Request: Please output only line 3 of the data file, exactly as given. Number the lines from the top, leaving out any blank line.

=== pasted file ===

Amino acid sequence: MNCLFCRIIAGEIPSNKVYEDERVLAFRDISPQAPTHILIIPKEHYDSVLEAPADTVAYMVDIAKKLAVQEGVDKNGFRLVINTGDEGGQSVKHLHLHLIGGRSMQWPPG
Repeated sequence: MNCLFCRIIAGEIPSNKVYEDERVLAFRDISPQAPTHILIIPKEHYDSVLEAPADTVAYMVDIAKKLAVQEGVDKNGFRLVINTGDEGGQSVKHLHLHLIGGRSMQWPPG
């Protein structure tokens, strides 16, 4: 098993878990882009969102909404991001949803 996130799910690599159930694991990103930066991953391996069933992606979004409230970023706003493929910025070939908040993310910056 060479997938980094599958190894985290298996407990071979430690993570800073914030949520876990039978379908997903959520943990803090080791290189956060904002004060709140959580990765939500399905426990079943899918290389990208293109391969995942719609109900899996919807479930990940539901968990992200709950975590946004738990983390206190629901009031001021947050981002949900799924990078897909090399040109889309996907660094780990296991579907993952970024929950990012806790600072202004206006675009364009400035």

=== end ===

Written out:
């Protein structure tokens, strides 16, 4: 098993878990882009969102909404991001949803 996130799910690599159930694991990103930066991953391996069933992606979004409230970023706003493929910025070939908040993310910056 060479997938980094599958190894985290298996407990071979430690993570800073914030949520876990039978379908997903959520943990803090080791290189956060904002004060709140959580990765939500399905426990079943899918290389990208293109391969995942719609109900899996919807479930990940539901968990992200709950975590946004738990983390206190629901009031001021947050981002949900799924990078897909090399040109889309996907660094780990296991579907993952970024929950990012806790600072202004206006675009364009400035």